Australian Metal

Butterfly – Doorways of Time Review

Butterfly – Doorways of Time Review

“It seems odd reviewing an album I’ve had since last year, but stranger things have happened. For Australian antique-rockers Butterfly, what appears to have taken place is that they have been picked up by Petrichor, a new label also responsible for releasing last year’s superb Empress album. I mean, Doorways of Time was available last summer, and some of the folks I like to hang out with were raving about it, so it’s been on rotation at Chez Huck for a number of months now.” Butterfly effect.

The Amenta – Revelator Review

The Amenta – Revelator Review

The Amenta is a bit of a strange beast. Formed in the late 90’s in Sydney as Crucible of Agony, they released 4 albums after transferring to their new moniker before finally going underground in 2013 after the release of Flesh is Heir. Now the Aussies have reunited under a new label, hoping to stoke the fire anew. But is Revelator a revelation?” Tell me, who’s that writing?

Pestis Cultus – Pestis Cultus Review

Pestis Cultus – Pestis Cultus Review

“Raw black metal is not typically my thing. I like my black atmospheric or symphonic, as a rule. Normally, if you’re after the lo-fi stuff, you’d wanna talk to Messrs of Doom and in Muzaka. But, that said, I rather enjoyed my time with Funeral Fullmoon, so here I am, back in the dark, icy depths of … well, this time, Western Australia.” Lo-fi down under.

StarGazer – Psychic Secretions Review

StarGazer – Psychic Secretions Review

StarGazer are an odd duck in today’s metal scene. Emerging from the primordial deserts of Australia in the late 90s with a buzzing, energetic take on death metal, they have bubbled beneath the surface of metal’s mainstream, honing their craft and deliberately stepping away from the old school and further towards something unique with each release. They haven’t had that single killer entry into their discography which would catapult them into the faster current of metal fandom but they are consistently one of the most interesting bands in the subgenre.” Mental goo.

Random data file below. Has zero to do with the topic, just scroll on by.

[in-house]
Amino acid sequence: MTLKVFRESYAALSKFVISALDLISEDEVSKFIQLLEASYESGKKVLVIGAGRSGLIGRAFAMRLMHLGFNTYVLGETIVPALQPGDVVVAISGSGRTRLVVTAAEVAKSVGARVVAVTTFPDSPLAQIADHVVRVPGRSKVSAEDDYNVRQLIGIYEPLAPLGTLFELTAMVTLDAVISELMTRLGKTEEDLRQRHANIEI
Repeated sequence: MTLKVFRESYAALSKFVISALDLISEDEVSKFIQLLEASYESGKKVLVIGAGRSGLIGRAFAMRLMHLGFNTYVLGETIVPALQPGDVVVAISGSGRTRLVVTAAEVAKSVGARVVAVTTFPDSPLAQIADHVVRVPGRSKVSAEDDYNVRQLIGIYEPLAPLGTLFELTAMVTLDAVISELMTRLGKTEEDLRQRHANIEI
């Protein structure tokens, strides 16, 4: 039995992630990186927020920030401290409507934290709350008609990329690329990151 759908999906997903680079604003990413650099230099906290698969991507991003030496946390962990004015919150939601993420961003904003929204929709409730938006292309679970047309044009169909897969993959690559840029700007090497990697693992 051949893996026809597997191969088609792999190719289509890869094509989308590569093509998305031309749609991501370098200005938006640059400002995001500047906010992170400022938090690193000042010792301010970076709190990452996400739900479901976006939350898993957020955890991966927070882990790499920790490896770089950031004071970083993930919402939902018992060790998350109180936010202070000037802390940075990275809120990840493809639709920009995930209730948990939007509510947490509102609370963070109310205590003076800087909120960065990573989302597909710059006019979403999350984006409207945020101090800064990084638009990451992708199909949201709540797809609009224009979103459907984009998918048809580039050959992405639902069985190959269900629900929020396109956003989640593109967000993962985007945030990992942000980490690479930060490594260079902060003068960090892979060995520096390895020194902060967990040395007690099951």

Intellect Devourer – Demons of the Skull [Things You Might Have Missed 2020]

Intellect Devourer – Demons of the Skull [Things You Might Have Missed 2020]

“Here’s a heartwarming tale of perseverance in the Aussie death metal underground. Intellect Devourer formed way back in 1991, and after releasing a couple of demos, enduring splits, hiatuses and reformations, finally recorded their full-length debut, entitled Demons of the Skull, in 2020. Featuring members from various other bands, including Mournful Congregation and StarGazer, Intellect Devourer bring a wealth of battle hardened experience into an inspired batch of old school technical death songs.” Mind monsters.

Depravity – Grand Malevolence Review

Depravity – Grand Malevolence Review

“We all know how pivotal that second album can be. Time after time, history has made an example of the all-important sophomore sway. When an inaugural record successfully seduces the masses, all eyes immediately turn to what comes next. In 2018, Australia’s Depravity took great pleasure in repeatedly slamming my face into the wall with their brilliant debut Evil Upheaval. The fact that it did so with such aplomb in a year dominated by death metal ensured its place on my end of year list. Now, follow-up Grand Malevolence arrives with something to prove.” Prove you harmed.

Mongrel’s Cross – Arcana, Scrying and Revelation Review

Mongrel’s Cross – Arcana, Scrying and Revelation Review

“I was but a mere Angry Metal Applicant when Mongrel’s Cross released their sophomore full-length Psalter of the Royal Dragon Court during the summer of 2018, and I can still remember sitting down to read Mark Z.‘s review. I was still in the diaper stage of exploring black metal, and having already enjoyed the output of their Australian countrymates Deströyer 666, I happily indulged in Mongrel’s Cross‘ epic, thrashened version of the style.” Read the bones.

Harlott – Detritus of the Final Age Review

Harlott – Detritus of the Final Age Review

“As I mentioned when I wrote 2017’s Extinction review, Harlott isn’t afraid to show love to their influences. Some might say Harlott isn’t afraid of reaching into that box of thrash classics and taking what they like, as well. At any given time, the riffs transition from Exodus to Slayer to Testament, and the vocals mimic Araya, Petrozza, and Dukes/Souza. The guitars can be acoustic at times but prefer to be heavy. The drums blast and fill with no regard for concrete floors, and the bass rattles hardware off the garage door. Harlott may not have a whole lot in the way of originality, but that doesn’t make their fourth album, Detritus of the Final Age, any less solid and nothing short of nostalgic.” Ramming speed.